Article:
Today is launch day! We are so excited and extremely nervous at the same time! It’s been crazy getting to this day and lots to learn and logistics to figure out. Launch is scheduled for 11am today. Borrowed my brother in-law’s truck and trailer the night before and we woke up at 6am to get to the marina by 9:30am.

Rough start

Lori needed to go directly to Ottawa after the launch so we brought two vehicles. Stopped half way to get gas and Lori parked to the side waiting for me. Just as I was leaving a large semi truck pulled in right next to Lori and boxed her in. And then proceeded to gas up. Lori was able to get another car behind her to move and she didn’t have to wait too long.

Then we got to the boat yard. This is what it normally looks like:

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The yard should be almost empty since most of the boats have now launched. But this is what we saw when we arrived.

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There was some sort of fishing derby going on and the yard was full with trucks, trailers and campers. As I walk toward the boat I see one person waiting in front of his boat. His appointment was for an 8am launch and it was now 10am and he was still waiting.

Things got better

Vic was there and we started working on getting the boat ready. Getting dock lines and bumpers out. Making sure all the thru hulls were closed. Getting engine ready to start (e.g. fuel, keys, batteries). Vic was great, I’ve never done this before and he had it all figured out. Down to the point of asking the crane operator to put the straps a little back to ensure the forestay doesn’t hit the crane’s front bar.

And the crew arrived 20 mins early to lift the boat in.

Lift in

The lift in started with a truck and trailer to pick up the boat right on the cradle. Amazing to see how skilled these guys were navigating the packed yard.

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The boat is then transferred to the large crane.

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Boat switched to cradle and the boat is brought to the end of the pier and lowered into the water.

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As the bow reaches the height of the pier, we walk on the bow and board the boat.¬†And then we are lowered into the water. At this point, we need to check below decks to make sure there are no leaks. I’m still trying to figure out all the plumbing and where all the thru hulls are. And now asked to start the engine.

  • Main battery engine switch turned on (red key)
  • Insert engine key and turn on
  • Engine blower
  • Pull throttle back to 100% and then forward to about 80%
  • Hold glow plug for 20-25 seconds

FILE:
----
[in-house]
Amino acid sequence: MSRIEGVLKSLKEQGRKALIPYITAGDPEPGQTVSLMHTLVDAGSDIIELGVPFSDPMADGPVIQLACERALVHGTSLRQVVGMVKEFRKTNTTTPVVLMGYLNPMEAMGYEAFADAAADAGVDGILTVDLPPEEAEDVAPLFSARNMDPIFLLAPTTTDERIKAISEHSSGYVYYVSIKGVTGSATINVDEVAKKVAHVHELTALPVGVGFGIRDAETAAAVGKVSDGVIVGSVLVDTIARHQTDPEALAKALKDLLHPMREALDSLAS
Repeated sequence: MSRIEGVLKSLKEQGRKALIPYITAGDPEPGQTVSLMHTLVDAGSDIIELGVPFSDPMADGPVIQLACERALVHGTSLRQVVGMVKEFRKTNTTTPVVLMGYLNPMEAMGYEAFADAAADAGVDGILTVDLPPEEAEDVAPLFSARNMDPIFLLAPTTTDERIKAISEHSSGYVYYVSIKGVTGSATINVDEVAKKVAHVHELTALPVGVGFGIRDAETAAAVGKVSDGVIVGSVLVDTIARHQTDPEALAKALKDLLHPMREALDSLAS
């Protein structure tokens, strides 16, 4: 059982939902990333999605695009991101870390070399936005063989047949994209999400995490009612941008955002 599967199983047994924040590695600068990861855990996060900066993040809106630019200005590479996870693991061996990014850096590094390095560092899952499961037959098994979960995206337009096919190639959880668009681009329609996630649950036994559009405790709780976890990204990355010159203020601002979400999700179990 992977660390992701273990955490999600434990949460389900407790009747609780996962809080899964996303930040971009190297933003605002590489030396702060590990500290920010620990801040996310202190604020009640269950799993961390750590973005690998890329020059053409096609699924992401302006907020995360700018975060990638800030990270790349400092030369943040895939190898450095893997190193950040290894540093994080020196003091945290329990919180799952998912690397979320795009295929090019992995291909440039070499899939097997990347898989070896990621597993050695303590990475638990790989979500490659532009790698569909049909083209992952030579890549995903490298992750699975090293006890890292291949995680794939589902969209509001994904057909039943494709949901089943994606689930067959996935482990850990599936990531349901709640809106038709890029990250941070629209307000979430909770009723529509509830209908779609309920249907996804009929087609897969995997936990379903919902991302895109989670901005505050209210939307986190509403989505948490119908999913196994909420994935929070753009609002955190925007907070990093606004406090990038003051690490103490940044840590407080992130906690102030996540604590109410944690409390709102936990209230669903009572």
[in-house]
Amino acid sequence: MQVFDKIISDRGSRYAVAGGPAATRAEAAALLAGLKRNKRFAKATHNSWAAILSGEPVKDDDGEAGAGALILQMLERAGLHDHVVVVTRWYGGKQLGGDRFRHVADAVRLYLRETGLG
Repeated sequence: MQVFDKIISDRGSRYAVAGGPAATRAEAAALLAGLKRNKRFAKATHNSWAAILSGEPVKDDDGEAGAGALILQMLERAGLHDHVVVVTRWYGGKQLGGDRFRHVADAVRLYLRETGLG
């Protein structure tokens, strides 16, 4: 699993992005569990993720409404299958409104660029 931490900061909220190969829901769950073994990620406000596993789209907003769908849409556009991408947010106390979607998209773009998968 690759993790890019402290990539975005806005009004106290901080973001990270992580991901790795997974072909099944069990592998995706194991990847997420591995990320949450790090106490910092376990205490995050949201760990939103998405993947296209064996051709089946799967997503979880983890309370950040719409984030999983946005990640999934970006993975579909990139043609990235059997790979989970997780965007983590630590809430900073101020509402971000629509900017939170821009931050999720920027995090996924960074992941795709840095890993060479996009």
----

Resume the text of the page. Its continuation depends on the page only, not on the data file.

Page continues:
• Press start button
  • After engine starts, slowly reduce throttle
  • Check stern of the boat to ensure cooling water being pumped out

Now we are asked to make sure the engine and gears are working. Need to put in forward and then reverse with light throttle. After that checks out, they remove the straps and push us back away from the pier.

At the helm for the first time

We are now at the mercy of my actions at the helm and we are slowly drifting backwards. I kick it in reverse to gain a little bit of speed and we start slowly accelerating backwards. The gear changes and accelerator was smooth and easier than I thought it would be. I then put it in gear again and start pushing the boat forward again. Now I have to steer for the first time. It’s not the same as what I’m used to, it’s not like an outboard, the prop stays in the same place and the rudder defects the thrust. It’s easier than I thought it was going to be but it behaves slightly differently. I didn’t have time to experiment with this, I just had to direct the boat to our slip and not hit anything. End result was success. No scratches or dents!

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First time on boat alone

This is an amazing milestone, the previous owner had left, Lori was on her way to Ottawa and I sat on our new boat and appreciated it, truly appreciated the fact that it is now ours for the first time. Now I panic, there’s so much about this boat I have no idea about. I know how to connect the shore power. But there’s three batteries, three separate keyed switches, one rotary switch, one DC power switch, one circuit breaker panel with both DC and AC switches.

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I had to google Reverse Polarity Light. And eventually figured out that I needed to turn the battery rotary dial to either 1, 2 or both and have the DC switch by the batteries turned on. I couldn’t figure out the refrigerator, there’s no switch on panel. No switch on the compressor and only a temperature dial on the fridge. I spent at least 30 mins trying to figure this out. Later I spoke with Vic and found out there’s another hidden switch in the battery compartment.

And then I had to figure out plumbing, should the valves for the thru hulls be on or off. Again, back to google and decided to keep them all closed until I returned with our experienced friends tomorrow morning.

With so much to learn and some difficulty finding answers, I’ve decided to start creating a CS34 Owners Manual on this site.

Lessons learned

  1. It’s good to let everyone know that it’s your first time and you are nervous. But this also means everyone that heard this is going to give you their advice on how to do things. When I was docking I had three people telling me three different things. Turn left! Put it in reverse! Turn right! If you ask for help, tell one person that they are going to be the one you are going to listen to and then ignore everyone else.
  2. There is so much to learn. I’ve been researching, googling, watching videos, reading books on sailboats and their systems. But there’s so much to learn and each boat is slightly different. It’s daunting. Break it down and learn your boat one system at a time.